• Is your office computer hardware susceptible to theft during office hours or after office hours?
• Beyond having an alarm system for after-hours security, does the staff provide continuous visual security for office systems during business hours?
• Do your office computers require security passwords?
• Is each computer and server password protected?
• Are your computer passwords viewable by visitors?
• Are the files and hard drives on your office computer desktops encrypted?
• Are your office servers protected from accidental activation of fire suppression systems?
• Does your office local server provide a single point of data backup? (If so consider offsite data backup.)
• Is your office email secure (encrypted) when sending Personal Health Information (PHI)?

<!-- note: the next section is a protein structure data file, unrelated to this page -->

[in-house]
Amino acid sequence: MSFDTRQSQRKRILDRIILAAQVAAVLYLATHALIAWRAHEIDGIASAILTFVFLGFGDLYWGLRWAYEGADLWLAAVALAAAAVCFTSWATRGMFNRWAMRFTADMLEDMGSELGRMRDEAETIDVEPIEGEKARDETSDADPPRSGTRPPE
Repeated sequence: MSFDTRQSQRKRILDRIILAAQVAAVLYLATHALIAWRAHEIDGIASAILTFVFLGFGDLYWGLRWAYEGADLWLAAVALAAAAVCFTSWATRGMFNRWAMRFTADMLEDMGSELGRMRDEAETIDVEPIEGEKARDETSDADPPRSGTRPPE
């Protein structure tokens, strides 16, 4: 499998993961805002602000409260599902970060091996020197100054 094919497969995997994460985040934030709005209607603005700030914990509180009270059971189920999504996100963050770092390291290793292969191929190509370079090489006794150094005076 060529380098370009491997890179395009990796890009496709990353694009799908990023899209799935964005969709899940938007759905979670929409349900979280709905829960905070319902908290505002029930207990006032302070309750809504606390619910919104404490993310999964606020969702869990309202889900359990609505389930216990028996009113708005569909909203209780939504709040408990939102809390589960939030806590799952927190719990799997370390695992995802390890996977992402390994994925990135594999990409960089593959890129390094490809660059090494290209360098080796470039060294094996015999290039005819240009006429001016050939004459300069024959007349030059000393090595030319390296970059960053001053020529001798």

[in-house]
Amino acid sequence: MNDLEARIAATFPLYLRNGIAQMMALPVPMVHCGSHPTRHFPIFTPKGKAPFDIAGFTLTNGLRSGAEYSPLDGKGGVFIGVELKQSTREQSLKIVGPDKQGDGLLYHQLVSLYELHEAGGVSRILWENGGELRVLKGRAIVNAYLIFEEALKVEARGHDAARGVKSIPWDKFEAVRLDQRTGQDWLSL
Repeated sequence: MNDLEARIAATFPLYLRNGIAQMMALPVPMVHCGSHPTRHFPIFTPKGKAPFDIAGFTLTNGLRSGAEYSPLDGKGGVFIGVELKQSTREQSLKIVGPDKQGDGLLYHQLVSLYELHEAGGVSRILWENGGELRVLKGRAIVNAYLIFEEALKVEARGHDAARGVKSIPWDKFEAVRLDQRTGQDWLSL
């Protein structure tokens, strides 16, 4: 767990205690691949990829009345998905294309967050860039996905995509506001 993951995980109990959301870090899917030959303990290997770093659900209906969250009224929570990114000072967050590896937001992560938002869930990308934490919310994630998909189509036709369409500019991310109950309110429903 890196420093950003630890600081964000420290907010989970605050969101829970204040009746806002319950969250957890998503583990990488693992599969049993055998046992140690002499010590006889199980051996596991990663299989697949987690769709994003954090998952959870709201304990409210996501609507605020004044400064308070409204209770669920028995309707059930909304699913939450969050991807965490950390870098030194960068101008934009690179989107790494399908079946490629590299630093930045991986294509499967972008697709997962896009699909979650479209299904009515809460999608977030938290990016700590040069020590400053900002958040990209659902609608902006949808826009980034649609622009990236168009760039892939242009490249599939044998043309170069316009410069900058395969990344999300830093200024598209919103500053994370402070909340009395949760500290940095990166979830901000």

• Does your email provider provide encryption capability for transmission of patient PHI?
• Is your staff adequately trained in encryption procedures?
• Does your employee handbook indicate that all PHI sent via email will be encrypted?
• Does your office have a procedure to monitor that policies and procedures are followed?
• If your office website allows patients to enter their information or provide billing information, is that information encrypted?
Electronic Health Record system security considerations are frequently overlooked during implementation in an office practice. Here is a best practices checklist of specific EHR office policies and procedures for your office: